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Tag - Kickstarter

Xeno Crisis Review

Xeno Crisis Game

Xeno Crisis, a brand new Sega Mega Drive game – on a cart no less – is finally here! It’s been almost exactly two years since I originally backed it and a year beyond it’s originally projected completion time. In fact this had long been the second oldest unfulfilled pledge on my Kickstarter account. (The oldest being Xydonia which I backed way back in 2016, now two years behind schedule). But now it’s here in the flesh all that waiting has finally paid off.

Just like with Tanglewood, the moment I saw the Xeno Crisis project on Kickstarter I backed it instantly. I have a huge soft spot for the Mega Drive even if it was a direct competitor to the Amiga.

The game arrived yesterday in a pretty nondescript cardboard box. As soon as I saw the name ‘Bitmap Bureau’ on the address label I was pretty sure what would be inside and I was not disappointed.

 

Physical Presentation

Just like Tanglewood, Bitmap Bureau has taken the safe option of not slapping a Sega Mega Drive logo on the cover. However what they have done instead is create an almost identical logo with their own name in it. Basically the box looks exactly how you would expect any self respecting 90’s Mega Drive game to appear, even down to the retail hanger on the top.

 

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Opening the case up reveals the cartridge in all its glory along with a beautifully made full colour instruction manual.

 

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Instruction Manual

The 20 page booklet starts out by setting the scene and then shows the two control schemes on offer for 3 and 6-button controllers. It then goes on to portray some of the enemies you will encounter along with weapons, equipment and pick-ups you will come across. Finally it describes the different areas you will explore, the hostages you need to set free and some advanced playing tips. Pretty essential reading really and it’s packed with colourful in-game images that makes it a pleasure to read. If only all games still came with manuals like this!

 

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Compatibility

Although I own an original Sega Mega Drive and Mega Drive II console, the console I actually use most of the time is an AtGames Flashback HD. I know these AtGames clones get a lot of stick online but personally I think it’s a great piece of kit for the money, especially for a casual owner like myself. It has super crisp HDMI out, wireless pads, a proper cartridge slot and it also allows game save states which are a godsend these days. I do occasionally experience the odd minor sound glitch or stutter in some games but never anything that spoils my enjoyment.

 

Xeno Crisis

Xeno Crisis installed on my AT Games Mega Drive Clone (sorry about the reflections)

 

I remember reading a blog post about how they extensively tested Xeno Crisis on this system and many other clones. I’m happy to report that it has performed flawlessly so far. I’m actually thinking about buying an Analogue Mega Sg in the not too distant future so it’s good to know the game has been tested on a wide variety of both old and new hardware.

 

Getting Started

On first starting the game you’re presented with a cool little intro that features a number of static images with some text that rolls in along the bottom helping to set the scene. The story, in a nutshell, is that you’ve received a distress call from a research facility on Io after an alien attack. It’s your job to rescue survivors and deal with the alien threat.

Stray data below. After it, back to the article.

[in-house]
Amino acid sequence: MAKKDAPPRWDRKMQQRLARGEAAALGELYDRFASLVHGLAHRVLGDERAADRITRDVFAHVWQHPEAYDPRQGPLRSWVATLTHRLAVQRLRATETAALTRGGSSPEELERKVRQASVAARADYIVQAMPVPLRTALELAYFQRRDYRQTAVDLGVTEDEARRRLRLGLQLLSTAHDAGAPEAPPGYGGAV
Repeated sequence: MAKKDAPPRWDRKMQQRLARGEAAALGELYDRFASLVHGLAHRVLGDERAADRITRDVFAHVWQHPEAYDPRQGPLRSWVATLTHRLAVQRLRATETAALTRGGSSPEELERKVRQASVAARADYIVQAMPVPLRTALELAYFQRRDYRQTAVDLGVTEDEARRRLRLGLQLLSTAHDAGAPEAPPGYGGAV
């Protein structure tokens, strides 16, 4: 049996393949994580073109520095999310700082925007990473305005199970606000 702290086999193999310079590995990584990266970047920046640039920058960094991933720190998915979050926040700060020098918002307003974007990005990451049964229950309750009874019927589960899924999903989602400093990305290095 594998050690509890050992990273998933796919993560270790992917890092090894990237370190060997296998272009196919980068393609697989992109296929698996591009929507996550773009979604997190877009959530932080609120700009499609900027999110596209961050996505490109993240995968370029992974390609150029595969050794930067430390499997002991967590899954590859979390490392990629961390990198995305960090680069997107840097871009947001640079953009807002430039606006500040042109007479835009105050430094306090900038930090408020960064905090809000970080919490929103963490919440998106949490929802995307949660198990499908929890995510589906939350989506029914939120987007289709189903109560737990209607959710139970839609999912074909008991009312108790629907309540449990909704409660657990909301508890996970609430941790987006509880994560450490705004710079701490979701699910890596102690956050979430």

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After the intro you reach the title screen from where you can select a 1 or 2 player game, access the options and select your character. The game defaults to ‘Hard’ difficulty but I found this to be too punishing and quickly swallowed my pride and stuck it on ‘Easy’. You can easily tell what difficulty is selected as the entire title screen changes colour. Red for Hard and Green for Easy – a nice touch.

 

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Once you’ve made your selections it’s on to the game proper. It starts very dramatically with your dropship briefly touching down in front of the airlock before leaving you all alone to carry out your mission. This is all slickly animated in a style that you only get on a 16-bit machine. It’s very well done and really gets you pumped for the mission ahead.

 

Xeno Crisis Dropship

The Dropship landing on Io

 

This game is basically a proper old-school arena shoot em up. Each room or arena is randomly selected so each play through will be slightly different. Once you enter the first room there will be a number of enemies to despatch before an exit will appear and you can move onto the next. Occasionally more than one exit will appear giving you a choice of where to go.

 

 

The Controls

The controls do take a little bit of getting used to. It’s what we would now call a ‘twin stick shooter’ with one stick controlling movement and another controlling the direction in which you shoot. However the Sega controllers only have one D-pad so a compromise has to be made. Basically the D-pad moves your character around while the ABXY buttons control your 8-way firing direction. Additionally you can also use C to do an evasive roll and Z to chuck a grenade. Finally you can use the mode button to discard your current weapon pick-up in case it’s not suited for the job in hand. This returns you to your default assault rifle.

I found the 8-way firing using the ABXY buttons took a lot of getting used to. This lead to a lot of unnecessary deaths whilst I was fumbling to press the correct directional button. You can play the game on a 3 button controller too but I don’t own one so have been unable to test how it plays with this type of pad.

 

 

Gameplay

There’s a wide variety of enemies to tackle with some shuffling around slowly while others home in on your position. Some remain stationary and will either act as a gun turret or explode if you get too close. Others will just burst through the floor unexpectedly and try to shoot you. You simply can’t afford to stay still at all and need to constantly be on the lookout for new enemies appearing from all sides of the screen.

Your standard assault rifle has a very limited ammo supply so if you constantly spray bullets everywhere you will quickly run out. You also have a very limited supply of grenades that you can use to get out of a tight spot. Thankfully ammo crates appear at random locations on the screen and you need to ensure you get to them as soon as possible. Occasionally a new weapon will appear and if you manage to pick it up it will give you increased fire-power and unlimited ammo for around 20 seconds. There are 10 different weapons in the game including lasers, shotguns, flame-throwers and even a BFG.